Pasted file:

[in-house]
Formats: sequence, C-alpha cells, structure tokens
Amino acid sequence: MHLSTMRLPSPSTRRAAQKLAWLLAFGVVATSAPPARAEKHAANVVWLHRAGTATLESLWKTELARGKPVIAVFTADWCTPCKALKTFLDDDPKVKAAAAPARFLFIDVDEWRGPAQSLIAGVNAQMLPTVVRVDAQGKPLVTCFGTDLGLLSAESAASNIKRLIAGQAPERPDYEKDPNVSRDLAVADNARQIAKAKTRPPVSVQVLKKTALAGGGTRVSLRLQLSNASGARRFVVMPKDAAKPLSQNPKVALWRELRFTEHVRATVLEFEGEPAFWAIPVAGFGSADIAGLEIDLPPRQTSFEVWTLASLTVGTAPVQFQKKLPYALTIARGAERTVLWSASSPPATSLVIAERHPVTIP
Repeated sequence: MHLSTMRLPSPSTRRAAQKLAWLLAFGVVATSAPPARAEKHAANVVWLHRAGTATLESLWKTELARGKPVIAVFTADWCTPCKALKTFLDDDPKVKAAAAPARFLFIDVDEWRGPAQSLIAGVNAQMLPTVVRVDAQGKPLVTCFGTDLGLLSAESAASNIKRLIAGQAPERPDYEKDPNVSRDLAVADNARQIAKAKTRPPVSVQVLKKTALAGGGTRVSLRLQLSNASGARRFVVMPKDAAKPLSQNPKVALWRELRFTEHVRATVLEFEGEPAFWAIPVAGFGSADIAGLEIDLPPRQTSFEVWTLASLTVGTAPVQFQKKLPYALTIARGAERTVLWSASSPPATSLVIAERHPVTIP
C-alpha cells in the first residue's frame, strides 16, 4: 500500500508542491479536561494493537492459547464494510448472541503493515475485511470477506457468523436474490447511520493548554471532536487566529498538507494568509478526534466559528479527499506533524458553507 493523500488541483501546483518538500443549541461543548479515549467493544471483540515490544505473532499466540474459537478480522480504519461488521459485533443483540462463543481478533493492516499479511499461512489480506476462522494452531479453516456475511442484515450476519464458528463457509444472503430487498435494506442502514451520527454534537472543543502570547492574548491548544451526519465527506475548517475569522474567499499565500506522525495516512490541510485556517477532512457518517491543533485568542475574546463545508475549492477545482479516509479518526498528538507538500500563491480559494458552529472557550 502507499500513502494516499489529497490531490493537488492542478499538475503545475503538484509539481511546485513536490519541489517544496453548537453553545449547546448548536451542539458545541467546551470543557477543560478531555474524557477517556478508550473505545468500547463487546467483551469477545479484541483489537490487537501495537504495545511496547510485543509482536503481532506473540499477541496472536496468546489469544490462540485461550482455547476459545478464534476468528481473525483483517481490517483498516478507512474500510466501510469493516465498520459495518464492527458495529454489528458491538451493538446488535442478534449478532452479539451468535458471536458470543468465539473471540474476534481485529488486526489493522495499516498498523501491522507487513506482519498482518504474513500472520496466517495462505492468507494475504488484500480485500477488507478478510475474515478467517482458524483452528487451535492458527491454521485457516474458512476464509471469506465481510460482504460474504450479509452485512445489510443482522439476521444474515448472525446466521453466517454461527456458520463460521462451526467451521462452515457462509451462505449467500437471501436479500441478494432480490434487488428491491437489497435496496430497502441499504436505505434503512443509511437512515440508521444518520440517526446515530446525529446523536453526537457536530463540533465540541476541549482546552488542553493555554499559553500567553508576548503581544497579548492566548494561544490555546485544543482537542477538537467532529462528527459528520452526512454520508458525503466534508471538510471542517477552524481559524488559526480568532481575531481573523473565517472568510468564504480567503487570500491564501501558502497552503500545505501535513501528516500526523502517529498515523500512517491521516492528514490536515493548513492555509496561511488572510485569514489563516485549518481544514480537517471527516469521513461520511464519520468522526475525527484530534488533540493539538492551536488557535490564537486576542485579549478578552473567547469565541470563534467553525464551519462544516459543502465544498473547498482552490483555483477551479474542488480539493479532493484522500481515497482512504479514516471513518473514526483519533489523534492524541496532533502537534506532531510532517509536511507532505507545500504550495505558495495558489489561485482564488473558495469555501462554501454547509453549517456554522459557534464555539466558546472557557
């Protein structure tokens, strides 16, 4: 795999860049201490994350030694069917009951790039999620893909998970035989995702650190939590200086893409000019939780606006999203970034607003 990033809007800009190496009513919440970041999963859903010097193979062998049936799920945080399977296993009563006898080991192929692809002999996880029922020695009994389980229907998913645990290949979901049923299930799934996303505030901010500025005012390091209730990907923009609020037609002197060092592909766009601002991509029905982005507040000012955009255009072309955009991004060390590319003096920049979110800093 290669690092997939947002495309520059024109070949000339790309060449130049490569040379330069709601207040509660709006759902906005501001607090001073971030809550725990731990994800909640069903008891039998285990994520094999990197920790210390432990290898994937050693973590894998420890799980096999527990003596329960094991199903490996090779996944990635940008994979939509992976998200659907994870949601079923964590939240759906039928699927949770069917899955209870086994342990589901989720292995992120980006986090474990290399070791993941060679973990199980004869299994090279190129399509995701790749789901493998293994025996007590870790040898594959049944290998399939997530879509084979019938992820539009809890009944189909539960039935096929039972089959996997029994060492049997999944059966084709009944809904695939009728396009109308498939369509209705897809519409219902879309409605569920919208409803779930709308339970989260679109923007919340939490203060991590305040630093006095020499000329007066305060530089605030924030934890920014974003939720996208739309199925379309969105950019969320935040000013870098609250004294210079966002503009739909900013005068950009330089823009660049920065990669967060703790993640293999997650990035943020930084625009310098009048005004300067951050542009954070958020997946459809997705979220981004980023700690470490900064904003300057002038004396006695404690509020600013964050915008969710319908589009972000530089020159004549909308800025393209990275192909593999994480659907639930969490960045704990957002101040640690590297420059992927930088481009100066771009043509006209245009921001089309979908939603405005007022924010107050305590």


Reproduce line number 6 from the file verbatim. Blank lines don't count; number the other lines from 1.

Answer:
């Protein structure tokens, strides 16, 4: 795999860049201490994350030694069917009951790039999620893909998970035989995702650190939590200086893409000019939780606006999203970034607003 990033809007800009190496009513919440970041999963859903010097193979062998049936799920945080399977296993009563006898080991192929692809002999996880029922020695009994389980229907998913645990290949979901049923299930799934996303505030901010500025005012390091209730990907923009609020037609002197060092592909766009601002991509029905982005507040000012955009255009072309955009991004060390590319003096920049979110800093 290669690092997939947002495309520059024109070949000339790309060449130049490569040379330069709601207040509660709006759902906005501001607090001073971030809550725990731990994800909640069903008891039998285990994520094999990197920790210390432990290898994937050693973590894998420890799980096999527990003596329960094991199903490996090779996944990635940008994979939509992976998200659907994870949601079923964590939240759906039928699927949770069917899955209870086994342990589901989720292995992120980006986090474990290399070791993941060679973990199980004869299994090279190129399509995701790749789901493998293994025996007590870790040898594959049944290998399939997530879509084979019938992820539009809890009944189909539960039935096929039972089959996997029994060492049997999944059966084709009944809904695939009728396009109308498939369509209705897809519409219902879309409605569920919208409803779930709308339970989260679109923007919340939490203060991590305040630093006095020499000329007066305060530089605030924030934890920014974003939720996208739309199925379309969105950019969320935040000013870098609250004294210079966002503009739909900013005068950009330089823009660049920065990669967060703790993640293999997650990035943020930084625009310098009048005004300067951050542009954070958020997946459809997705979220981004980023700690470490900064904003300057002038004396006695404690509020600013964050915008969710319908589009972000530089020159004549909308800025393209990275192909593999994480659907639930969490960045704990957002101040640690590297420059992927930088481009100066771009043509006209245009921001089309979908939603405005007022924010107050305590």